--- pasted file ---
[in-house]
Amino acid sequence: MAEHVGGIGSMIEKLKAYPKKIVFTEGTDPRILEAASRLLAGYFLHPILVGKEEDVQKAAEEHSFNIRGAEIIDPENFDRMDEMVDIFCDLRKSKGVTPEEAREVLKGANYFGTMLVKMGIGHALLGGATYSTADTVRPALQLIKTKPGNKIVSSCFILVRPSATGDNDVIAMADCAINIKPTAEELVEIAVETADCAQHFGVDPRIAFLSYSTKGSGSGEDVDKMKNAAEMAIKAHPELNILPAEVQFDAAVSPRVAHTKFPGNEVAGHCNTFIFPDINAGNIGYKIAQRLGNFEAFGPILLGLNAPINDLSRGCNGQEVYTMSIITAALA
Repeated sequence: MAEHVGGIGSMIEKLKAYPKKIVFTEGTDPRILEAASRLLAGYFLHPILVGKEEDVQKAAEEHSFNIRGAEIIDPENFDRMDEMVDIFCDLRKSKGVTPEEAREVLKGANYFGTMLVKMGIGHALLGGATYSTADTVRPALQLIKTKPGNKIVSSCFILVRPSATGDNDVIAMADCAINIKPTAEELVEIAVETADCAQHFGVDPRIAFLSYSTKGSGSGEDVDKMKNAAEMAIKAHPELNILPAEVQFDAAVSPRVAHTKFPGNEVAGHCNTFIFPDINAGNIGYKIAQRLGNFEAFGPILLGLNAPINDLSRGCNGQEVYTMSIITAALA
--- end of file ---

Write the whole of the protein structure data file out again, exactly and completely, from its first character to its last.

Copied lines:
[in-house]
Amino acid sequence: MAEHVGGIGSMIEKLKAYPKKIVFTEGTDPRILEAASRLLAGYFLHPILVGKEEDVQKAAEEHSFNIRGAEIIDPENFDRMDEMVDIFCDLRKSKGVTPEEAREVLKGANYFGTMLVKMGIGHALLGGATYSTADTVRPALQLIKTKPGNKIVSSCFILVRPSATGDNDVIAMADCAINIKPTAEELVEIAVETADCAQHFGVDPRIAFLSYSTKGSGSGEDVDKMKNAAEMAIKAHPELNILPAEVQFDAAVSPRVAHTKFPGNEVAGHCNTFIFPDINAGNIGYKIAQRLGNFEAFGPILLGLNAPINDLSRGCNGQEVYTMSIITAALA
Repeated sequence: MAEHVGGIGSMIEKLKAYPKKIVFTEGTDPRILEAASRLLAGYFLHPILVGKEEDVQKAAEEHSFNIRGAEIIDPENFDRMDEMVDIFCDLRKSKGVTPEEAREVLKGANYFGTMLVKMGIGHALLGGATYSTADTVRPALQLIKTKPGNKIVSSCFILVRPSATGDNDVIAMADCAINIKPTAEELVEIAVETADCAQHFGVDPRIAFLSYSTKGSGSGEDVDKMKNAAEMAIKAHPELNILPAEVQFDAAVSPRVAHTKFPGNEVAGHCNTFIFPDINAGNIGYKIAQRLGNFEAFGPILLGLNAPINDLSRGCNGQEVYTMSIITAALA